4. Societal values – why not – but from scientists? See what good it was that limits to growth were discussed in 70’s – it was forgotten at least 20 years before rediscovered. What did it help that the UN formulated human rights, when it is neglected by all nations since then. Or what about the millenium development goals? If a statement by scientists would even compare to these milestones of declared human values – what is different today? I would just subscribe for the MDG and head for step 2. Lets do it.

  5. While I’m very sympathetic to the idea–and much in agreement with the overall analysis–I think what would be INFINITELY more effective, and only, say, twice 🙂 as challenging, would be a joint statement of thousands of young scientists *and local communities*. What if each young scientist sought out some interested citizens wherever they’re at–if they’re in Portland or somewhere else pretty progressive, maybe even the city council; if they’re somewhere less out front, it may be a smaller/more select citizen group–and drafted a document on a citizens & scientists consensus? THAT would draw major attention, I’d think, both for its uniqueness and actual content. Many of us “young” scientists *do* care about getting people–citizens–involved beyond just hoping they read our journal articles. Would this not be a great opportunity to do just that? Like I said–harder, maybe twice or thrice as hard, but much less hard than “impossible” and I think the impact would be much more than thrice as large. And now that I think about it, obviously, a second hugely positive side effect would be *getting all these young scientists talking to their communities*. While not quite a “win-win” (participation is crucial, but not the same thing as “winning”) it’d be quite a thing…

  6. I think that would be a fascinating endavour, it would be worthwhile to make a checklist and have that circulated. I think once a general draft has been made this would need to be circulated within the community, and it should go viral. Then you should carefully plan to approach one of the major journals, and also throw in some metrics of why exactly this community is vital. Once you got this out you would need to set up a really short and really easy to understand video, which delivers all points of the message in a funny way, without still showing that the matter is serious. This needs to go viral then.
    I think also one key thing is to confront established institutions, and clearly state that we do not have the time to go all the institutions. But thats probably already one of the first points for the list of the draft….

  7. Pingback: Coming soon: an open letter | Ideas for Sustainability

  8. My first response is go for it! My second response is be careful not to rely solely on your circle of ecological knowledge. I have no doubt that with careful consideration you can write a wonderful and inspiring letter for young ecologists to sign on to. But perhaps that’s only 30% of the issue. In many ways the potential success of this action relies on pulling off a very successful marketing campaign; and in that regard, who could you call on to make sure that all those aspects that are peripheral to ecology are dealt with sufficiently so that this wonderfully inspiring idea, doesn’t end with a whimper. That’s not to put a dampener on things, it’s just to point out that it’s a very crowed playing field out there, with thousands of important and unimportant issues vying for people’s attention. So knowing that you (we) want this action to really make as much of a difference as possible, suggests that we need to step outside our ranks and get people involved who actually know what’s needed to maximize the chances of this effort succeeding. That said, happy to help in whatever way I can.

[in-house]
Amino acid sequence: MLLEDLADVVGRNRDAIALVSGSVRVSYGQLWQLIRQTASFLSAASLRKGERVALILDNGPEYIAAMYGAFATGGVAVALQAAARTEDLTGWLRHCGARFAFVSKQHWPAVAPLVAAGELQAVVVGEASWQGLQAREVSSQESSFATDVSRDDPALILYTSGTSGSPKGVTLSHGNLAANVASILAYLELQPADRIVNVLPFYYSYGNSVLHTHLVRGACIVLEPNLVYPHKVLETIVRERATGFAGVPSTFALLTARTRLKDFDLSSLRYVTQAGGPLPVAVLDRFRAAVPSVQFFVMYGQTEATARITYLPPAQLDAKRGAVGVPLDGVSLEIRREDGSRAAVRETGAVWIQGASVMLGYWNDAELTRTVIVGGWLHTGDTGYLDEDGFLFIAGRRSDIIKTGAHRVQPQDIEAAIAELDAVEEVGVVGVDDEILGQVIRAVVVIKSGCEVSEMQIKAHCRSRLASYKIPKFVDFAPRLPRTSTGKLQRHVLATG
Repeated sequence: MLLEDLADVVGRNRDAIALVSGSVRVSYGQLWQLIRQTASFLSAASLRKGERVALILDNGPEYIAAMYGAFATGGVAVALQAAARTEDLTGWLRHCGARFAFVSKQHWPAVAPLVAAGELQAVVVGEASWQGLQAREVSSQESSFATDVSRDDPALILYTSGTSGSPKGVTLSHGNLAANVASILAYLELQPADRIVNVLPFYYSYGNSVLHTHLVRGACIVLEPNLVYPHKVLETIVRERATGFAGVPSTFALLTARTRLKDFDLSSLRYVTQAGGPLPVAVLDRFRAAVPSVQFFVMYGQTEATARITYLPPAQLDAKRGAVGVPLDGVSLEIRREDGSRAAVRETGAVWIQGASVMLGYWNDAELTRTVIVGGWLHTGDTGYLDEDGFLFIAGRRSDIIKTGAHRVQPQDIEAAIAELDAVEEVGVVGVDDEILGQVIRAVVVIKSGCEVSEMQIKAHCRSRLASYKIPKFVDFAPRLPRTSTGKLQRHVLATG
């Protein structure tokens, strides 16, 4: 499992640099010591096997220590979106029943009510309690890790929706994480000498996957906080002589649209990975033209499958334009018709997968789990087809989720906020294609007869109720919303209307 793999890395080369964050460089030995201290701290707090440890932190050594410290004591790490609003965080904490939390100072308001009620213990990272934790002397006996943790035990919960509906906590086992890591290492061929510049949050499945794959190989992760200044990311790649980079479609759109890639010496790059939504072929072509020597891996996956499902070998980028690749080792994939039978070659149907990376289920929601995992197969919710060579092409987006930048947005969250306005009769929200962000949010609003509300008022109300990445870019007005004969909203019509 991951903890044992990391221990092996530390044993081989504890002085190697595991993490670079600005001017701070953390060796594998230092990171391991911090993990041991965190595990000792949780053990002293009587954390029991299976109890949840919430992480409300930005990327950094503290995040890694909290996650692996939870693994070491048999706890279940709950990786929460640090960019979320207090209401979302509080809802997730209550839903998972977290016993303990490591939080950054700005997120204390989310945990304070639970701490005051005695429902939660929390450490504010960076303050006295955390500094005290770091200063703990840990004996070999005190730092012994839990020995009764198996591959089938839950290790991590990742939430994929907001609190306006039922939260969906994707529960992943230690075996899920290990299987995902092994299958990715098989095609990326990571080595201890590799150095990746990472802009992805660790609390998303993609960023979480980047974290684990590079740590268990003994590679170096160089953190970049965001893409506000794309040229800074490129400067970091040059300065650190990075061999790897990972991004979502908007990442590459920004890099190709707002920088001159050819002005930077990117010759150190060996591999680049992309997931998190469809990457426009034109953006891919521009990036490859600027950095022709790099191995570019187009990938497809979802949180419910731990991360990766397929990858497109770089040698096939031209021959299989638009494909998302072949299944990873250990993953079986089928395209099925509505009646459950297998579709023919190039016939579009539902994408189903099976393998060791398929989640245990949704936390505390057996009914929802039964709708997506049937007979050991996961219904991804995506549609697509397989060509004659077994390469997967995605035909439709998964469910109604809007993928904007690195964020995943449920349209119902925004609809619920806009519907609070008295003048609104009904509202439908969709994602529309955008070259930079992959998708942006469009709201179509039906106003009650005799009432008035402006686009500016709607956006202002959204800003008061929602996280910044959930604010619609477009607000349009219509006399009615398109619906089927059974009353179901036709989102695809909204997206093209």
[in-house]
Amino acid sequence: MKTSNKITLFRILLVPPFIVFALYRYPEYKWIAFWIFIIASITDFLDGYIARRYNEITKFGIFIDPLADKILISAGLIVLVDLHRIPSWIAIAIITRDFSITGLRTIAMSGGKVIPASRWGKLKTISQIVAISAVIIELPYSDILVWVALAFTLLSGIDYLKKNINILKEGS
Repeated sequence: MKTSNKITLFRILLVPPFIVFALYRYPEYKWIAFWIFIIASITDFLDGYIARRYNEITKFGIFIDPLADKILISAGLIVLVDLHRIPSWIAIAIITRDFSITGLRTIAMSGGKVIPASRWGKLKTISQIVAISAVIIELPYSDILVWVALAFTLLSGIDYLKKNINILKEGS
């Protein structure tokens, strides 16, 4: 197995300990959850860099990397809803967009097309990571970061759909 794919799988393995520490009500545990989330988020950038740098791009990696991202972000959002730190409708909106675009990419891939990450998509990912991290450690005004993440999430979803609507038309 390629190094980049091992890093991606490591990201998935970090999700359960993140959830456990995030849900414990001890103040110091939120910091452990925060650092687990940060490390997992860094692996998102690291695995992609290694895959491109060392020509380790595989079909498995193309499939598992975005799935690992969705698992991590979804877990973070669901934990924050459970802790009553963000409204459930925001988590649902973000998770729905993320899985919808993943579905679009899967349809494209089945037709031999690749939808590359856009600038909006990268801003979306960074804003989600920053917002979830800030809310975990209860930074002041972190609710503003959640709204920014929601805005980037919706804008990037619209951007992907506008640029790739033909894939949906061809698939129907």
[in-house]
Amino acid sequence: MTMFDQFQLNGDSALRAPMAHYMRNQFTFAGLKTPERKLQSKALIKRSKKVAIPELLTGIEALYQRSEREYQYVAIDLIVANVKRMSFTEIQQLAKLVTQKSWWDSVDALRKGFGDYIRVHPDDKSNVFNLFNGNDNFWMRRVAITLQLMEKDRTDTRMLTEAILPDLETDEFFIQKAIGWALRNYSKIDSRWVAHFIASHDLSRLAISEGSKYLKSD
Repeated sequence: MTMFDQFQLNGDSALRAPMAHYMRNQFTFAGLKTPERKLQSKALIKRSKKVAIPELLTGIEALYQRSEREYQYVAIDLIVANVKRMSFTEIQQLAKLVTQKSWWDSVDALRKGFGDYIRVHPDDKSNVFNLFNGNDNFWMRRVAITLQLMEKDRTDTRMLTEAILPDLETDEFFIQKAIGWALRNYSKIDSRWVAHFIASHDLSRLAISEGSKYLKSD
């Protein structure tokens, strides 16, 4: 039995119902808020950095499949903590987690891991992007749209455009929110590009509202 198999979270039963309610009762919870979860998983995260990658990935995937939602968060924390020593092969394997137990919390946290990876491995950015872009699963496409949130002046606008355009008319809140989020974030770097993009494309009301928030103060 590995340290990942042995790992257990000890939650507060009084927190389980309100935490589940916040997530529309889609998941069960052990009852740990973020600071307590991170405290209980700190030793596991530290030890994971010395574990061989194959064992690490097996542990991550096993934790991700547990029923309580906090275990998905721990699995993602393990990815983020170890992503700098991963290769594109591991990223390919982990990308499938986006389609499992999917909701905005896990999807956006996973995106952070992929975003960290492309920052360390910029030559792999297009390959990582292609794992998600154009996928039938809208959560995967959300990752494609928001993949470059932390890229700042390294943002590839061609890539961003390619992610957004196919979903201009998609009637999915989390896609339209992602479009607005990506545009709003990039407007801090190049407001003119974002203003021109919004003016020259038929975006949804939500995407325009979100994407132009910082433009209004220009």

• Thanks Adam. Agreed. The world is a big and mean place, and the likes of me have no idea what they’re doing. But hey, not doing anything is also doing… I took a long time to come around to the belief that this is worthwhile. I see it as two steps. Initially, to get this thing signed, and let the world wide web do its thing .Then if it works well (which it may or may not), the “product” is a website with a fair few signatures, and then that can be further “used” in communications of whatever type. So my sense is, let’s start, and take it one step at a time. If the first step goes well (which it might not, after all), then we can still think about the second step. Perhaps I should take bets on whether it will be “successful” or not … what would success be, anyway? Hm….

      • Fair enough. I imagined the signing process as something that would feed off the publicity, and vice versa. But, I take you’re point that this can work in stages.

        With respect to success…as long as it helps to push this ship in even the smallest of better directions (which I believe it will!), then it will be a success.

  9. Just to be clear, I wrote “ecologists”, but meant more than that. The point it not just to step outside ecology, but to try to get advice from people who are experienced with things like social-media campaigns, marketing, public relations, etc.